The One Village mandala includes one more aspect: "ecology". I think that ecology is our global challenge. Locally, ecological problems solve themselves. Nature is economical. In a local economy, it makes sense to work with nature, not against it. In many places, such as Lithuania, human existence has helped our ecology because, as climate has changed, we have allowed different species to stay here, as we have kept fields open from trees, etc. At our Creativity Club, our yard gets overgrown with tall grasses, so the neighbors cut it for their hay, and feed their horses. Ecological problems happen when we have a global economy, so that disparate materials get concentrated or created by industrial processes and end up dumped in the wrong places.
Here I think of ecology as our greater concern as stewards of our entire planet. Sure - economy, culture, education, wellness, governance - are all reasons for being ecological within our own zone. But "ecology" is the idea that we should furthermore care about what happens beyond our own zone.
I suppose that we will develop a protocol by which the various associations (special interests!) can approach each other with their concerns and work out the best arrangements so that we can be stewards of our planet. The whale-eaters and the whale-hunters and the whale-friends can figure out how we might best live with the whales. (And maybe we'll learn to talk to the whales).
In this way we may live in a world that requires no highest government because we all manage to work together in every way we wish and need.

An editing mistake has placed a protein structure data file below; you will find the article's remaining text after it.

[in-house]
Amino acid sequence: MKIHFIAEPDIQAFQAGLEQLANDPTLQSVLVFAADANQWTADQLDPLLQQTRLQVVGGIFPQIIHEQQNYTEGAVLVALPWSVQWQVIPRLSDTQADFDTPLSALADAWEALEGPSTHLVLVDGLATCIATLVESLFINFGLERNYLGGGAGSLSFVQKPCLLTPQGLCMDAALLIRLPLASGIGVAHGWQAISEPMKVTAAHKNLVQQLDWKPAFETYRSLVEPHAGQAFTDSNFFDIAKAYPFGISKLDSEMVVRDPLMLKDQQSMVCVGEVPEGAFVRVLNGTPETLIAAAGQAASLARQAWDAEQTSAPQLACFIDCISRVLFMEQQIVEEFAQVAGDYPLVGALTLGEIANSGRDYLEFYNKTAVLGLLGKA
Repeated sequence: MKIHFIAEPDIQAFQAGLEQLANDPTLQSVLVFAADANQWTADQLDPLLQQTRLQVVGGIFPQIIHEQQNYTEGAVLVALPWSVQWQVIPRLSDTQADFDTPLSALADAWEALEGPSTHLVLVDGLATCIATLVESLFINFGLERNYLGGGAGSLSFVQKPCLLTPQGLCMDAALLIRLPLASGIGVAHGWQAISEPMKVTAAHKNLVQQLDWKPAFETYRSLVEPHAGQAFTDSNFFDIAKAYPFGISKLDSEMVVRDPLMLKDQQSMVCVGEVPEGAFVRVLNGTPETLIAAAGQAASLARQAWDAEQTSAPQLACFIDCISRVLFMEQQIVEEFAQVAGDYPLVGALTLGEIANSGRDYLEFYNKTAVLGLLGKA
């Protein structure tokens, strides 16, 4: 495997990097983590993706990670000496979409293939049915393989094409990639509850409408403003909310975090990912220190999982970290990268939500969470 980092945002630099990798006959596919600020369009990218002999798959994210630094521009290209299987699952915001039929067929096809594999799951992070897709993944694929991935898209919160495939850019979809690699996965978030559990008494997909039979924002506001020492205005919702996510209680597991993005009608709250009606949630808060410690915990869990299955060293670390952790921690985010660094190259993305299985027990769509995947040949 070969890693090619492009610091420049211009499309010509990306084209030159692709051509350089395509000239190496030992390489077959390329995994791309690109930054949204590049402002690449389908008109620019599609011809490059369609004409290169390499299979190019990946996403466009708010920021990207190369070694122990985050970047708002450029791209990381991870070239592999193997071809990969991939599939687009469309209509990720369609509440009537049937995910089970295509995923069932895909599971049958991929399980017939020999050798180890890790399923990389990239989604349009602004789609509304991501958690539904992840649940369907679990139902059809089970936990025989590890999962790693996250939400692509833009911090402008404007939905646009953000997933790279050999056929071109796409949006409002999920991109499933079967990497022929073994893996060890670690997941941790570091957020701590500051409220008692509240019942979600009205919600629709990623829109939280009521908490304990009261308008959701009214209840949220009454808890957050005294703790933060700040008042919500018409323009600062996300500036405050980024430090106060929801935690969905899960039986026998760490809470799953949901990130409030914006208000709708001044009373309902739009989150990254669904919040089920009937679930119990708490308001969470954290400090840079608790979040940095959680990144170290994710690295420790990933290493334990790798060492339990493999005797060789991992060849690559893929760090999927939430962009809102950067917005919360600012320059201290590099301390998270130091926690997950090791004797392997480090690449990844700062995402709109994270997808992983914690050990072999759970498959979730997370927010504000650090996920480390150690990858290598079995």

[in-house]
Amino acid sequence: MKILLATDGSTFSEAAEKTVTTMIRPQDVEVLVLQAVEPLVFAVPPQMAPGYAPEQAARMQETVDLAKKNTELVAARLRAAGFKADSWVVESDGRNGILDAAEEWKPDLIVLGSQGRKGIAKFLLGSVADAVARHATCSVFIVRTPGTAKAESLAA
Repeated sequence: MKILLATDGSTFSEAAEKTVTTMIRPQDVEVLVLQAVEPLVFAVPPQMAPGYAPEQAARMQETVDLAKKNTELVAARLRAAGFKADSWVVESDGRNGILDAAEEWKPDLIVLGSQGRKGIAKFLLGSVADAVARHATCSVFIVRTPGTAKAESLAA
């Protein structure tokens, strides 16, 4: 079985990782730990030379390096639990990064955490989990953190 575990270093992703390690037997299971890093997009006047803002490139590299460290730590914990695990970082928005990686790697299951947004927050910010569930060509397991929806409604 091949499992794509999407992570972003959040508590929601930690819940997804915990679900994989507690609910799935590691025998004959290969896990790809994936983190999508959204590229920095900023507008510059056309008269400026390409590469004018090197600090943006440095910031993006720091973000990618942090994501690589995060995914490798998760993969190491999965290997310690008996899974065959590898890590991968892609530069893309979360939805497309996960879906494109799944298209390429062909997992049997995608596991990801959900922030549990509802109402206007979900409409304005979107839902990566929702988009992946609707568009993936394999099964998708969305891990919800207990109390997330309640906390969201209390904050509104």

Our laboratory Minciu Sodas serves and organizes independent thinkers. We therefore support the many layers that are needed for our participant's endeavors. Much of our work is to make tangible the social protocols by which these layers can function not just intuitively, but explicitly. In a sense we are building a "human internet" and we need to discover and implement protocols for each level relevant for exchange to take place.
It makes sense for us to invest our lab's attention to the layers that are closest within reach. We are though encouraged by projects at every level. We understand that the right solutions will need to address all of the levels. I therefore include God as a basic concept - a ground for absolute truth - both as fiction and non-fiction - a vantage point by which there may be a right solution. I myself assume that there is.
I hope that this utopia may be both constructive and pragmatic. I grew up in a Lithuanian family in Orange County, California. Because our country was occupied, it was vital for us to maintain our heritage. We were scattered but every Saturday we would drive twenty miles to the only Lithuanian school, which had only 100 children. And on Sunday we would sometimes drive again to attend Mass. In the summers we would attend Lithuanian scout camps and folk dancing festivals. We learned to tell every American we met that we were Lithuanians and our country was occupied. And I learned that if I truly want to be Lithuanian I need to make the great effort to think in that language whenever possible. I never thought that Lithuania would be free in my lifetime, but here I am. I think that the Jewish experience is an incredible source of inspiration for us. Surely there are many others as well.
I explain this so that we would consider that society is in our minds, and these social forms are rather familiar. The sadness I had as Lithuanian American was the lack of room for independent thinkers. I think if we radically changed our outlook, our world would look only 5% different, but we would feel 100% better.
Thank you for considering my vision for our laboratory and our work together. Please share your own vision for your endeavors so that we might know how we might support you!